McCarthy releases House rules package, still short speaker votes – JP


The rules package also returns some House rules Republicans had when they were in the majority that Democrats got rid of in 2019. And it eliminates a few rules Democrats had in place for the past two Congresses. 

Several of those are budget-related rules that Republicans feel better adhere to their spending and tax priorities. 

The GOP replaced Democrats’ preferred pay-as-you-go rule, which requires legislation adding to the deficit to be offset with spending cuts or tax increases, with a cut-as-you-go rule that only requires offsets if bills increase mandatory spending within a five-year or ten-year budget window. This means Republicans can pass tax cuts that would add to the deficit, which they have already broadcast plans to do with legislation to extend several provisions of their 2017 law that have expired or are set to sunset in 2025.

Also in the tax cutting spirit, Republicans would restore a rule requiring a three-fifths supermajority vote to pass any tax rate increases. This is largely a symbolic rule, however, since Republicans control what legislation and amendments come to the floor and wouldn’t bring measures that would raise tax rates up for a vote.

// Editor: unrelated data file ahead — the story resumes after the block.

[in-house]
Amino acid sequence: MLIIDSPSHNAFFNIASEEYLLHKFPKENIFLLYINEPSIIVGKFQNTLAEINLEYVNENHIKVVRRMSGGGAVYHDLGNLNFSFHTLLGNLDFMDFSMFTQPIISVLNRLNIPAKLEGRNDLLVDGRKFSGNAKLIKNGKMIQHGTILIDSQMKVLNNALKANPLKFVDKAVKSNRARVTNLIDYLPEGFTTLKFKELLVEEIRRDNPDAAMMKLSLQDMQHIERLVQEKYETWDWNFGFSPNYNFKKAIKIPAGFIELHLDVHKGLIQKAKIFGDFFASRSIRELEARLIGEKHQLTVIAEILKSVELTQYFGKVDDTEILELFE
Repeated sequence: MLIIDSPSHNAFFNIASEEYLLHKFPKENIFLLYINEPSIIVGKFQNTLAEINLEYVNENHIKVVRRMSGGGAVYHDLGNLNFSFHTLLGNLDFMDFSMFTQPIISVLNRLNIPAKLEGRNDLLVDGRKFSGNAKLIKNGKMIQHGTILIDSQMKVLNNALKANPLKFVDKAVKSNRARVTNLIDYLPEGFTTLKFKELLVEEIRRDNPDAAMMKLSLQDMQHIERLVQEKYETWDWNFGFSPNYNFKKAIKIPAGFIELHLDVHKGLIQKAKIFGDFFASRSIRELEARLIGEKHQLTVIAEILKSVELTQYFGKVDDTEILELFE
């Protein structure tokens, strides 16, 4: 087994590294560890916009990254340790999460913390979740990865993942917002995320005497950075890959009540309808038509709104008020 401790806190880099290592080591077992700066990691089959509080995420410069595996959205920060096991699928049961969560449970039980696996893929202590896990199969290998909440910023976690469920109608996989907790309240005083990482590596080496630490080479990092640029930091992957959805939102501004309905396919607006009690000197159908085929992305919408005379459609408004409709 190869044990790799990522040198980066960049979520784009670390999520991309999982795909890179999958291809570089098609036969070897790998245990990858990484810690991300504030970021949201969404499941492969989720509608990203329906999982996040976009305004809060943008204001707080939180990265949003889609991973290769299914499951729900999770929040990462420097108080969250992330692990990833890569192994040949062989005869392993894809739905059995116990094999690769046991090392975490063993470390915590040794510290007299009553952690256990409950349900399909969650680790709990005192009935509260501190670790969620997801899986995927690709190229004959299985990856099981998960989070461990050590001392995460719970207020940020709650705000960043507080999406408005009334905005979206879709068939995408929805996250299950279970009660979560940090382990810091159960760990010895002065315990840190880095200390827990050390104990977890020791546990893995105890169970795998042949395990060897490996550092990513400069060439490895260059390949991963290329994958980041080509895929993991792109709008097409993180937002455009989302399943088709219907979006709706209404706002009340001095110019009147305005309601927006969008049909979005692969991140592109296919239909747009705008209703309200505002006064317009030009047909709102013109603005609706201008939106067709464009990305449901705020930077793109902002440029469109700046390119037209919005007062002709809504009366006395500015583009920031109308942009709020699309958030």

Another rule that could help Republicans with tax cuts would require the Congressional Budget Office and Joint Committee on Taxation to incorporate macroeconomic effects, like changes in economic output and employment, into their official cost estimates for “major” legislation “to the extent practicable.” Major legislation is defined as a measure that would cause a gross budgetary effect in any fiscal year within the budget window that equals or exceeds 0.25 percent of the projected GDP for that year. Alternatively, the Budget chair can designate spending legislation and the Ways and Means chair can designate revenue legislation as major for purposes of triggering this rule. 

Las Vegas News Magazine

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